Flawed Fiscal Philosophy
Bush should listen to Friedman and Hayek.


The fiscal news out of the White House continues to be appalling. The Bush administration now admits that the recently enacted $400-billion prescription-drug program will actually cost $534 billion. This week President Bush unveiled a record $2.4 trillion budget proposal. Despite a few nominal program cuts made by the White House, overall federal spending is spinning out of control

A key reason for this is the president’s flawed fiscal philosophy.

The president has been right on target when it comes to taxes and their effect on the economy. Because of his persistence, federal income taxes have been lowered, the marriage penalty has been reduced, the death tax is being phased out, and taxes on capital gains and stock dividends have been cut. The economy has responded with higher growth and increased productivity.

Yet Bush fails to tie his tax cutting to anything resembling spending discipline. If it’s a noble cause, then the president seems willing to spend the people’s money on it. Besides his costly prescription-drug program, Bush wants to spend billions of tax dollars on new government initiatives ranging from a manned moon mission to programs for strengthening marriage to increased spending on existing programs such as the National Endowment for the Arts.

The president seems not to fully realize that taxation and spending policies are more than just fiscal tools to improve economic performance or address group demands. In addition, these policies determine the extent of individual liberty in our society. In this regard, Bush should heed the advice of two Nobel Prize-winning economists and conservative icons, Milton Friedman and Friedrich Hayek.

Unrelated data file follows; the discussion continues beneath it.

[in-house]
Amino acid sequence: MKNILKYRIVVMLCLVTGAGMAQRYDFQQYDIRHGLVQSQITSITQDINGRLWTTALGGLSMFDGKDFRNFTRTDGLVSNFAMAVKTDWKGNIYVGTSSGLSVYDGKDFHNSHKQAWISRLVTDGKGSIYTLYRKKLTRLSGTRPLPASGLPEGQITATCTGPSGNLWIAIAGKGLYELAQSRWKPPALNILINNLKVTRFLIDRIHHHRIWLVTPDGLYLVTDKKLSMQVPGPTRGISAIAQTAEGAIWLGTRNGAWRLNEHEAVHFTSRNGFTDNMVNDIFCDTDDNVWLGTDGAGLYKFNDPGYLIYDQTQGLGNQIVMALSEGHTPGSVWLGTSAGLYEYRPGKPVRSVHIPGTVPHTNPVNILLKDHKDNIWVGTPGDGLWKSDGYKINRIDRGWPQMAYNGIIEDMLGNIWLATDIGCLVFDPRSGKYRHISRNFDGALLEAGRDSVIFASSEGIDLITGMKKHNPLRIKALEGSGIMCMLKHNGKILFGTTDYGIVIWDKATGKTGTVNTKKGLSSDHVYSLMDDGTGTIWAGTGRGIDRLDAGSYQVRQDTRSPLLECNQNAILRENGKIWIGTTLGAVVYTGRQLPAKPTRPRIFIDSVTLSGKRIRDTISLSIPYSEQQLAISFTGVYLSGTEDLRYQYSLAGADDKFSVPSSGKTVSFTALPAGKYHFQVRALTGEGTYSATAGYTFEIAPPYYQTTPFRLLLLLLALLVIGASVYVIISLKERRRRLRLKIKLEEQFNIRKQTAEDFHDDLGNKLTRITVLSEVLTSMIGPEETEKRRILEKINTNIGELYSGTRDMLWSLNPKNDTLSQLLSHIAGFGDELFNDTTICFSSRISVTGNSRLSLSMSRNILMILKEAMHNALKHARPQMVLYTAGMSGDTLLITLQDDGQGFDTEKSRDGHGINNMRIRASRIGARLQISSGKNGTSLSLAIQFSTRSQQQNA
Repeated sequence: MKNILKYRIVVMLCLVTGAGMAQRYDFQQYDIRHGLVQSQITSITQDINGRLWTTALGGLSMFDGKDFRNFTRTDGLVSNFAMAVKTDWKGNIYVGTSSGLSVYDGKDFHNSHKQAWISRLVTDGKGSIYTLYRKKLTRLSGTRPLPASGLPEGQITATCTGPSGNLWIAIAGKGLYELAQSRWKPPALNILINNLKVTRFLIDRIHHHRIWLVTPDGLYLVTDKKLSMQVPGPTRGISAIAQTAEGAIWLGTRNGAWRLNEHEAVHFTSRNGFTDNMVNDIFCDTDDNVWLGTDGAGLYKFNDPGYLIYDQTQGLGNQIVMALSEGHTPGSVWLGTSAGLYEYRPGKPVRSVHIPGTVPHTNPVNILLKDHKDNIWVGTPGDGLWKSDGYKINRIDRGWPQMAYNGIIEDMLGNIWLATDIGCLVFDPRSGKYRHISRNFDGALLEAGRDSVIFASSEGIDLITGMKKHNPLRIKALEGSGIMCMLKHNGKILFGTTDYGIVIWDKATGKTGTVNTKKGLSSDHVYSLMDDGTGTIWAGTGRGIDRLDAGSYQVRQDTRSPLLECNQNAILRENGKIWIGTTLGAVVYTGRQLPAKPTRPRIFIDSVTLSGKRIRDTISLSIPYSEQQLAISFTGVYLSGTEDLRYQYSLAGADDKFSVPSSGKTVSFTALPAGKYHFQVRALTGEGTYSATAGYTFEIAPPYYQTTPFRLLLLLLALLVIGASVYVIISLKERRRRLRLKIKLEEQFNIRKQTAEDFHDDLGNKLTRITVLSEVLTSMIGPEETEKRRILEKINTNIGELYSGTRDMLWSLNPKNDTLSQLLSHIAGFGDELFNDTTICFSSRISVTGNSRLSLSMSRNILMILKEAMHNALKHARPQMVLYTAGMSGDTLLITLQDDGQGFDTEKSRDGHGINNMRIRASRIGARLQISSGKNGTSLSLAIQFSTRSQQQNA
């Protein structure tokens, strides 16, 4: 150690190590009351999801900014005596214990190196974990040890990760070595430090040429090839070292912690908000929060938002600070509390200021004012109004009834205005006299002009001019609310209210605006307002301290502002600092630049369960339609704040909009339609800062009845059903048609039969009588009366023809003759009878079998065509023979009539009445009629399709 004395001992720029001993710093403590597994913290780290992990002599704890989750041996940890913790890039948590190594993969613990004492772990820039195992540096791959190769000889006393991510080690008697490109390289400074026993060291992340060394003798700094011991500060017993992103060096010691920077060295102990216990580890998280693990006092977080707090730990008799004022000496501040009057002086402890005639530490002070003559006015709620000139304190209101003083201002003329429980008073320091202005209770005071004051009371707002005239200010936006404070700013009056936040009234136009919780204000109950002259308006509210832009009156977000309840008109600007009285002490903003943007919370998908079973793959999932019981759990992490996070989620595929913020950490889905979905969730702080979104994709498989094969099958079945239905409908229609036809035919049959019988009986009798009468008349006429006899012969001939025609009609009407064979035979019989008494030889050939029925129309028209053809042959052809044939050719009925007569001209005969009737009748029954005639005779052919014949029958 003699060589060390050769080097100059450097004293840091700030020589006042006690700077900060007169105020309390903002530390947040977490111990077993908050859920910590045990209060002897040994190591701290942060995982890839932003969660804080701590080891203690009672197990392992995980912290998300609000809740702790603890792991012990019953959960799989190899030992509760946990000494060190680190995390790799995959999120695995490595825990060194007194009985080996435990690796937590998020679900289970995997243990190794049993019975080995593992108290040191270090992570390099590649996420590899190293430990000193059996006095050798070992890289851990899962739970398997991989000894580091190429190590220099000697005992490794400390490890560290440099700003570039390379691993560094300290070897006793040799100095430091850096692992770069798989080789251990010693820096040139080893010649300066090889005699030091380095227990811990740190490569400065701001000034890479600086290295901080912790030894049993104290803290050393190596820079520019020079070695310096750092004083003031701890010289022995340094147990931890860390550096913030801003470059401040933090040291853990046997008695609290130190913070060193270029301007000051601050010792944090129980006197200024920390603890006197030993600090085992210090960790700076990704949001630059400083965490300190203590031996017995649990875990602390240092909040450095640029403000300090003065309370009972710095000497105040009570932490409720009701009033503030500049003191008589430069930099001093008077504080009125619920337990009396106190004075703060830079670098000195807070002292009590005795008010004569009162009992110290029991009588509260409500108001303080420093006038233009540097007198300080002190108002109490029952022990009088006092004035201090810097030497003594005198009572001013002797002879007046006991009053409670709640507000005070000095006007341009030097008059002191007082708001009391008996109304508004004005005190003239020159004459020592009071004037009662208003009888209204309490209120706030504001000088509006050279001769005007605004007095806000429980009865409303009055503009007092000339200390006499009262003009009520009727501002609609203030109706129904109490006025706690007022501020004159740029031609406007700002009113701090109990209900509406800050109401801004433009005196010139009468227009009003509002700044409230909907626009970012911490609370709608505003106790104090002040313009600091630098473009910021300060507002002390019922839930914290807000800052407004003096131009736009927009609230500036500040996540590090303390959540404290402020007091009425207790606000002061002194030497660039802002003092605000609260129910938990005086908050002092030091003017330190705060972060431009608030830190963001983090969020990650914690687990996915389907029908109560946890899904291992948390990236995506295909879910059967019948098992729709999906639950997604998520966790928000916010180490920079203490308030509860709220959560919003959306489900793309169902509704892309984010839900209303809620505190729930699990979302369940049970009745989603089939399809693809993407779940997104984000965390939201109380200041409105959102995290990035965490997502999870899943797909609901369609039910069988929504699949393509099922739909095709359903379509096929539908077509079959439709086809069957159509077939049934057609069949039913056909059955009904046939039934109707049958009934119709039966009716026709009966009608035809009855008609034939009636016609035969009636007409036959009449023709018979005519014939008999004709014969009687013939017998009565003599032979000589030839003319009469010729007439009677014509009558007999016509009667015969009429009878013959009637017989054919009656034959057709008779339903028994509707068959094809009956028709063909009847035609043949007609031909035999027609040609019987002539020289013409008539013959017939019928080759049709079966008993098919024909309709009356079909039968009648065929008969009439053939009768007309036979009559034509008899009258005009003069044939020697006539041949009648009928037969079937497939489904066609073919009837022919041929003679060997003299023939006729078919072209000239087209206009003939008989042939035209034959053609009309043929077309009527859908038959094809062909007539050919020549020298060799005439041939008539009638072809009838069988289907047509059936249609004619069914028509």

Friedman has always supported tax cuts for more than just their effect on the economy. A few years ago, he wrote, “I have long favored cutting taxes at any time, in any manner, by as much as possible as the only way of bringing effective pressure on Congress to cut spending.” Bush, however, has not used lower taxes as leverage to cut the congressional allowance. Instead he has acted like the parent who gives his child everything the child wants.

For Friedman, taxation and spending policies are not ends in themselves, but rather the ” means to the ultimate objective of increasing the freedom of the individual to use their resources in accordance with their own values — as President Reagan put it, to get government to get off our back.”

To get government off our backs, spending, in addition to taxation, must be curtailed. Friedman’s recommendation: “A real cut in direct and indirect government spending as a fraction of national income is required to achieve that basic objective.”

Government spending on noble causes, even those staked out by Bush, still adversely affect the individual liberty of Americans. In his famed book Road to Serfdom, which celebrates its 60th anniversary this year, Hayek warned that when government seeks to impose specific effects on people, “It must, of necessity, take sides, impose its valuations upon people and, instead of assisting them in the advancement of their own ends, choose the ends for them.” The National Endowment for the Arts, for example, has certainly been guilty of imposing the government’s values on people in its choice of art projects to fund.

Hayek further observed “that the most important change which extensive government control produces is a psychological change, an alteration in the character of the people.” Although it may take generations, “even a strong tradition of political liberty is no safeguard if the danger is precisely that new institutions and policies will gradually undermine that spirit.”

One can see such a transformation occurring in the American people. A people who once demanded “give me liberty or give me death,” now say “give me a government program” as an answer to any perceived problem.

An expansionist government, even in the pursuit of noble causes, reduces freedom. That’s why the current federal spending spree isn’t just a budget issue, but a freedom issue. Given the unrest among his conservative base, President Bush must rediscover the importance of limited government to the maintenance of a free people and the promotion of a free society.

Lance T. Izumi is senior fellow at the Pacific Research Institute for Public Policy.